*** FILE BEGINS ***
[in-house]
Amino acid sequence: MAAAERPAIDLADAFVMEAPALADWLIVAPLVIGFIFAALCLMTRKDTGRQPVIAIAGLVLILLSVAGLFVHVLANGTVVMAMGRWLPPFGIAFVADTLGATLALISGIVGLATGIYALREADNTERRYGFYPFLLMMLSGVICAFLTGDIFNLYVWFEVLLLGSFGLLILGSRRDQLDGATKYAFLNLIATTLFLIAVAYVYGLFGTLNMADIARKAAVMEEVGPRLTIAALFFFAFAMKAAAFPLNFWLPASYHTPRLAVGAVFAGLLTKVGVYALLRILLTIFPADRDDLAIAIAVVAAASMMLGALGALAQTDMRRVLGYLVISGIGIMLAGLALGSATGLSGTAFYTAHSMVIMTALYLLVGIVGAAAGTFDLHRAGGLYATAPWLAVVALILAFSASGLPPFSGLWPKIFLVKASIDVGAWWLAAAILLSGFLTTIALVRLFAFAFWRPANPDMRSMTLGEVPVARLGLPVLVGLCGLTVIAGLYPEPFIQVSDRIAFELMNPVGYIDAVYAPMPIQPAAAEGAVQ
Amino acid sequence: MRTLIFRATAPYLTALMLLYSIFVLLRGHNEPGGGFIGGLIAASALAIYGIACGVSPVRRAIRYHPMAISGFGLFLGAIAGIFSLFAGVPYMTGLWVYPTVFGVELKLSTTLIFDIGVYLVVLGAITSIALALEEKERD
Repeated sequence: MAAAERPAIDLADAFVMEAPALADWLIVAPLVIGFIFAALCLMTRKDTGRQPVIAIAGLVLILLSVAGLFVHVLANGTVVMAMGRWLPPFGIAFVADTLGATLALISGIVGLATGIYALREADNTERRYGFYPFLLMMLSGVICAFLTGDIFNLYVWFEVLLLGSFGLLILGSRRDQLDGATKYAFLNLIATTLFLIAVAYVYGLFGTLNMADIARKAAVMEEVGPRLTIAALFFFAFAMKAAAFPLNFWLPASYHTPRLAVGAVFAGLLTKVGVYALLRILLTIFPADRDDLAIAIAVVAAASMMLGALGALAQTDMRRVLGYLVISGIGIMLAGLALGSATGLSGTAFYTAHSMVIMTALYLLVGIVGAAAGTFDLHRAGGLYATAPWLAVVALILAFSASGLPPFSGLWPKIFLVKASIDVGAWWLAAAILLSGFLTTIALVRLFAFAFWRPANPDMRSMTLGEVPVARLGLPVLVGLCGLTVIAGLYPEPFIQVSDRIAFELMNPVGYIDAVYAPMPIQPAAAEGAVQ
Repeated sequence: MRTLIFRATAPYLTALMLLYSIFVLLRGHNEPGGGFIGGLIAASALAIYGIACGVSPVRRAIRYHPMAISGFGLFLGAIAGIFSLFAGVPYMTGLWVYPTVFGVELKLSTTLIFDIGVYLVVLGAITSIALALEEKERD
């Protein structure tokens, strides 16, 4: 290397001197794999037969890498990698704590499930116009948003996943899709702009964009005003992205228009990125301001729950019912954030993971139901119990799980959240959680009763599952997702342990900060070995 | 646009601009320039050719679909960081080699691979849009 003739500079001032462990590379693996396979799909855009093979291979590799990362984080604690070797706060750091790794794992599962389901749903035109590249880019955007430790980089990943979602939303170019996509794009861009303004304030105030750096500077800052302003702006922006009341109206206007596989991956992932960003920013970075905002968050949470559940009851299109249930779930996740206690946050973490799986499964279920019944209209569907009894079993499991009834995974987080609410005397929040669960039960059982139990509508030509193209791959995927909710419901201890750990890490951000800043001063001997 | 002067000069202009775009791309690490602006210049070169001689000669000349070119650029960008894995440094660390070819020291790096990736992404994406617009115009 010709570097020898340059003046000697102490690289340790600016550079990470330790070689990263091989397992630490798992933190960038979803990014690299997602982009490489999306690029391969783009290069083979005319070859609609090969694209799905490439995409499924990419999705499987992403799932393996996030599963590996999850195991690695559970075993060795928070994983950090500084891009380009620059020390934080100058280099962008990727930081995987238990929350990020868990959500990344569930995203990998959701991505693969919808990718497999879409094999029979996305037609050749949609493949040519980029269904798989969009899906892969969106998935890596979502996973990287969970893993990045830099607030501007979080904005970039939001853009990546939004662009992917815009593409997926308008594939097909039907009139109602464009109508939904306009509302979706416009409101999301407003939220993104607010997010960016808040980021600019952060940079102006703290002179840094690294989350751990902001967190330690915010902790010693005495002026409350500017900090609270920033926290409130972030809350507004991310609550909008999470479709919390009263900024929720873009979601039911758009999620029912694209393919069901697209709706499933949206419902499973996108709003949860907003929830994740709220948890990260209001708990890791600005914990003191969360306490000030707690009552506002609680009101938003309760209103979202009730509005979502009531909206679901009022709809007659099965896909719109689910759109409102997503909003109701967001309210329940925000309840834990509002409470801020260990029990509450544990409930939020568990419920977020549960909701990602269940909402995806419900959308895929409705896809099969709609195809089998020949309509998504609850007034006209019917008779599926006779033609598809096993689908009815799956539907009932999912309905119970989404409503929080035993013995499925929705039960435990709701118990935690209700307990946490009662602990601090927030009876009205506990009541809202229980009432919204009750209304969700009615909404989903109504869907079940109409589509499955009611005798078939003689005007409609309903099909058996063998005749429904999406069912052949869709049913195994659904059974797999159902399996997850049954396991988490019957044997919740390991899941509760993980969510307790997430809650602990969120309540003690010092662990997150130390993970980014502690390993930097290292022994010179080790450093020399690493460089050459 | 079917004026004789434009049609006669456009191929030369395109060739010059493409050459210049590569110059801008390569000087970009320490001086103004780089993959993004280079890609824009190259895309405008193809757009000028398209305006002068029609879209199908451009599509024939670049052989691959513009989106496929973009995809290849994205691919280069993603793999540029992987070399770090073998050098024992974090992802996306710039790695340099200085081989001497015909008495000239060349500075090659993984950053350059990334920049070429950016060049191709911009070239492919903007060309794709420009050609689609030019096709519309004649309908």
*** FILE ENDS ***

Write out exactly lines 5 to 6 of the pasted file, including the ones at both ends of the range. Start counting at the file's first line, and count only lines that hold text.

Repeated sequence: MRTLIFRATAPYLTALMLLYSIFVLLRGHNEPGGGFIGGLIAASALAIYGIACGVSPVRRAIRYHPMAISGFGLFLGAIAGIFSLFAGVPYMTGLWVYPTVFGVELKLSTTLIFDIGVYLVVLGAITSIALALEEKERD
């Protein structure tokens, strides 16, 4: 290397001197794999037969890498990698704590499930116009948003996943899709702009964009005003992205228009990125301001729950019912954030993971139901119990799980959240959680009763599952997702342990900060070995 | 646009601009320039050719679909960081080699691979849009 003739500079001032462990590379693996396979799909855009093979291979590799990362984080604690070797706060750091790794794992599962389901749903035109590249880019955007430790980089990943979602939303170019996509794009861009303004304030105030750096500077800052302003702006922006009341109206206007596989991956992932960003920013970075905002968050949470559940009851299109249930779930996740206690946050973490799986499964279920019944209209569907009894079993499991009834995974987080609410005397929040669960039960059982139990509508030509193209791959995927909710419901201890750990890490951000800043001063001997 | 002067000069202009775009791309690490602006210049070169001689000669000349070119650029960008894995440094660390070819020291790096990736992404994406617009115009 010709570097020898340059003046000697102490690289340790600016550079990470330790070689990263091989397992630490798992933190960038979803990014690299997602982009490489999306690029391969783009290069083979005319070859609609090969694209799905490439995409499924990419999705499987992403799932393996996030599963590996999850195991690695559970075993060795928070994983950090500084891009380009620059020390934080100058280099962008990727930081995987238990929350990020868990959500990344569930995203990998959701991505693969919808990718497999879409094999029979996305037609050749949609493949040519980029269904798989969009899906892969969106998935890596979502996973990287969970893993990045830099607030501007979080904005970039939001853009990546939004662009992917815009593409997926308008594939097909039907009139109602464009109508939904306009509302979706416009409101999301407003939220993104607010997010960016808040980021600019952060940079102006703290002179840094690294989350751990902001967190330690915010902790010693005495002026409350500017900090609270920033926290409130972030809350507004991310609550909008999470479709919390009263900024929720873009979601039911758009999620029912694209393919069901697209709706499933949206419902499973996108709003949860907003929830994740709220948890990260209001708990890791600005914990003191969360306490000030707690009552506002609680009101938003309760209103979202009730509005979502009531909206679901009022709809007659099965896909719109689910759109409102997503909003109701967001309210329940925000309840834990509002409470801020260990029990509450544990409930939020568990419920977020549960909701990602269940909402995806419900959308895929409705896809099969709609195809089998020949309509998504609850007034006209019917008779599926006779033609598809096993689908009815799956539907009932999912309905119970989404409503929080035993013995499925929705039960435990709701118990935690209700307990946490009662602990601090927030009876009205506990009541809202229980009432919204009750209304969700009615909404989903109504869907079940109409589509499955009611005798078939003689005007409609309903099909058996063998005749429904999406069912052949869709049913195994659904059974797999159902399996997850049954396991988490019957044997919740390991899941509760993980969510307790997430809650602990969120309540003690010092662990997150130390993970980014502690390993930097290292022994010179080790450093020399690493460089050459 | 079917004026004789434009049609006669456009191929030369395109060739010059493409050459210049590569110059801008390569000087970009320490001086103004780089993959993004280079890609824009190259895309405008193809757009000028398209305006002068029609879209199908451009599509024939670049052989691959513009989106496929973009995809290849994205691919280069993603793999540029992987070399770090073998050098024992974090992802996306710039790695340099200085081989001497015909008495000239060349500075090659993984950053350059990334920049070429950016060049191709911009070239492919903007060309794709420009050609689609030019096709519309004649309908």